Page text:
2017-01-08T07:00:00-05:00When Lionel Shriver took the stage at the Brisbane Writers Festival this fall, her speech was billed as a talk on "community and belonging." And in a way, it was. Modern writers, she argued, have been put in an untenable position. In our age of "super-sensitivity" about identity politics, we insist that novelists populate their books with diverse casts of characters, while simultaneously warning that writing a character from a different background than their own may carry the taint of "cultural appropriation." Shriver raised the specter of being "obliged to designate my every character an aging 5-foot-2 smartass, and having to set every novel in North Carolina," which would surely make for dull reading. "We fiction writers have to preserve the right to wear many hats," she said in closing. She then produced a sombrero, popped it onto her head, and left the podium. Shriver has made a career of writing about things she's not supposed to write about. Whippet thin, she chronicled her sibling's morbid obesity in 2013's Big Brother. Childless, she explored what it means to dislike and fear your own offspring in We Need to Talk About Kevin, which won the Orange Prize for Fiction in 2005 and was subsequently made into a chilling film starring Tilda Swinton. In 1994's Game Control, she sends her white protagonist to Nairobi with a modest proposal to deal with overpopulation. Her most recent book, The Mandibles, is a near-future dystopia in which the United States has finally, and catastrophically, defaulted on its debt. In a mode that is reminiscent of Ayn Rand, the characters in The Mandibles claw, bite, squabble, and sulk over the economic and political world where they find themselves, struggling with what they are allowed to say—and what they are allowed to think—about the people they live with and among. In October, shortly after the Brisbane speech, Editor in Chief Katherine Mangu-Ward spoke with Shriver about gender politics, the likelihood of economic collapse, and coming out as a libertarian in The New York Times. Reason: Talk about why you wrote that New York Times piece—rather brutally titled "I Am Not a Kook"—about, essentially, being a libertarian. Shriver: Out of frustration. Because I think there are a lot of people that don't regard themselves as libertarians who, if you take their views apart one by one, belong in that camp. But because the word has become associated with some rather strange views, and even stranger people, a lot of the people to whom it would naturally apply disavow membership. This whole business with being fiscally conservative, preferring a more effective but less ambitious government that takes a smaller piece of the national pie, but also being socially liberal, so I have no problem with gay marriage, I want abortion rights, I would legalize recreational drugs rather than have a war on drugs that doesn't work and puts a lot of fairly harmless people behind bars, many of them minorities—I just think there are a lot of people who have those same views. And the truth is that the libertarian rubric of "You should be able to do whatever you want as long as you don't hurt anyone" is the core concept of the United States of America, and something that we should be proud of. So every time a national election comes up I get frustrated, and I think I have a lot of company in that frustration. Because the Democratic Party meets some of but not all of my liberal social agenda, but it's still the party of taxing and spending. And yet the Republicans are nuts, and very religious, which I am not. I was absolutely shocked that every single one of those 16 candidates that ran originally on the Republican primary ticket was anti-abortion. And, OK, some of them talk a good game about restricting the size of government and keeping taxes short of confiscatory, but I can't vo[...]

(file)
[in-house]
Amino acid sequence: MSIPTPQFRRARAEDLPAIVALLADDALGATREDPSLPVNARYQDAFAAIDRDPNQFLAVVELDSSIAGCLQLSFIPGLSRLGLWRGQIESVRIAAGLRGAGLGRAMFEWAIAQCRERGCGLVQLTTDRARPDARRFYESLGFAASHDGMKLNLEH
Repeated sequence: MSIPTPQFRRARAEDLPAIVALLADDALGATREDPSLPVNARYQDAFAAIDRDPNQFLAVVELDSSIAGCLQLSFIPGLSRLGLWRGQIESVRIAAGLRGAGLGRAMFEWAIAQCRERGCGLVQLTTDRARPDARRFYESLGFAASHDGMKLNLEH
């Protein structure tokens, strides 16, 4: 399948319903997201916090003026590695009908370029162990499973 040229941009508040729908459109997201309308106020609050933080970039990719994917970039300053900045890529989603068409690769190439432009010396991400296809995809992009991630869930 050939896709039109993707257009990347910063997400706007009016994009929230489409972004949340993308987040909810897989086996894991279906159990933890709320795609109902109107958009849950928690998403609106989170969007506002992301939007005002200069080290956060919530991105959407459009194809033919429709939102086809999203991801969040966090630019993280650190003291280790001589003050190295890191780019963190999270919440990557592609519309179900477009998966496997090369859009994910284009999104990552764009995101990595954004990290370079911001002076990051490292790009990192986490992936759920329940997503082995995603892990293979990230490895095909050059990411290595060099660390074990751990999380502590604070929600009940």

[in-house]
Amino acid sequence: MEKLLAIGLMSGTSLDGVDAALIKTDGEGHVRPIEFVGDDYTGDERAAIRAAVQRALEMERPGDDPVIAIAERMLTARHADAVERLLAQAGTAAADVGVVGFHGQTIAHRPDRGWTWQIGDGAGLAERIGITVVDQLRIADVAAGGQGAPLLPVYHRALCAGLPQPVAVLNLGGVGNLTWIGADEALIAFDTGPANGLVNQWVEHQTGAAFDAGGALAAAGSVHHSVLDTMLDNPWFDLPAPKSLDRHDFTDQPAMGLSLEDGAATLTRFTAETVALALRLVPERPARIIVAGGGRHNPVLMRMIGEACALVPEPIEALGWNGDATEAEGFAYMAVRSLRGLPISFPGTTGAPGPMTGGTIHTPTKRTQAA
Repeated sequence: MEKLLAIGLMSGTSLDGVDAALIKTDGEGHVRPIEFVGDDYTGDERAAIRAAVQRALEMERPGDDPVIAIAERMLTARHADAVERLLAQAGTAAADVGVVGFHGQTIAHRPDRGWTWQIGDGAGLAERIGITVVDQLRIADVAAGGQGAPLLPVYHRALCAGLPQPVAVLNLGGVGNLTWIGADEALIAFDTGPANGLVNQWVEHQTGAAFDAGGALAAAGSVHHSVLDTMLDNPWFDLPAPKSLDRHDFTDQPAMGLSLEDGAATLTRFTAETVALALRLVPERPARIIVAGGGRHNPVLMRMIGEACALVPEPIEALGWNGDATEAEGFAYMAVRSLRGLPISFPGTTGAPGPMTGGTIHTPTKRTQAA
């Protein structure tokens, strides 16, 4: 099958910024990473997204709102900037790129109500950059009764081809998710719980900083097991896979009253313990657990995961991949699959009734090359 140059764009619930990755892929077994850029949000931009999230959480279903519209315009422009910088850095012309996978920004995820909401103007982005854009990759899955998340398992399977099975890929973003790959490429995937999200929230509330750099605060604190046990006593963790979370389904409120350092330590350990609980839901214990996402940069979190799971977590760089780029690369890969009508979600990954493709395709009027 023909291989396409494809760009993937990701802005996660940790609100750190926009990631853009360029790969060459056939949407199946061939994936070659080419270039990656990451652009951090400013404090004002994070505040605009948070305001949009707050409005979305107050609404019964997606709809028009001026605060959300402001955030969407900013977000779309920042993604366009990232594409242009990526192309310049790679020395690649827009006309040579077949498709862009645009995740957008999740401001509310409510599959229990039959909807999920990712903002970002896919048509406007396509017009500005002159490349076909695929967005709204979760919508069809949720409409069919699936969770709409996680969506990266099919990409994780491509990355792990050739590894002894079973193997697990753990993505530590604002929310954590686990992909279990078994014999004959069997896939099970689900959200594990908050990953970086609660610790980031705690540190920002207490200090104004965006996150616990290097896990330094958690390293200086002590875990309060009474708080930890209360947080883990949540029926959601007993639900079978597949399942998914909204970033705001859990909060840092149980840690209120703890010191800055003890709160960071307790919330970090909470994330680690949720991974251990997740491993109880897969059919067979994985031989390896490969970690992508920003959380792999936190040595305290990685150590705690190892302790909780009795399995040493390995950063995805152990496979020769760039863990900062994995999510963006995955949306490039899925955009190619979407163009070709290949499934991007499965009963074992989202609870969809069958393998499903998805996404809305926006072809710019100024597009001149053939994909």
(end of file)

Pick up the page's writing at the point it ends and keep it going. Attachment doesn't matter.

The day before this issue went to press, Donald Trump won the U.S. presidential election.
Many people—and not just Democratic partisans—experienced a sinking feeling in their stomachs as Hillary Clinton's widely anticipated victory turned to ash. Faced, suddenly, with the prospect of a political neophyte snagging the awesome power of America's executive office, they became anxious about what he might do with it.
Welcome to the party, guys. Such intestinal-level disquietude is the lot of libertarians the morning after every election.
In their shock, some on the left will act like the United States is merely experiencing a bug—as if the system that normally works so well unexpectedly glitched on November 8.
That is incorrect. The problem isn't that the wrong person won or that our mechanisms for picking winners are rigged or corrupt. The problem is the power itself.
Every time Obama made a recess appointment, or issued an executive order on gender-neutral bathrooms, or limited the comment period on a new regulation, or denied a Freedom of Information Act request, or disregarded state marijuana laws and sent in federal law enforcement, or allowed the IRS to investigate his ideological opponents, he made it easier for President Trump to do the same. He knew what he was doing, and he did it anyway. Likewise, George W. Bush knew what he was doing when he used the post-9/11 Authorization for the Use of Military Force to launch a protracted, decade-long multinational war, began indefinitely housing prisoners at Guantanamo Bay, issued signing statements that waved away restrictions on torture, and much more.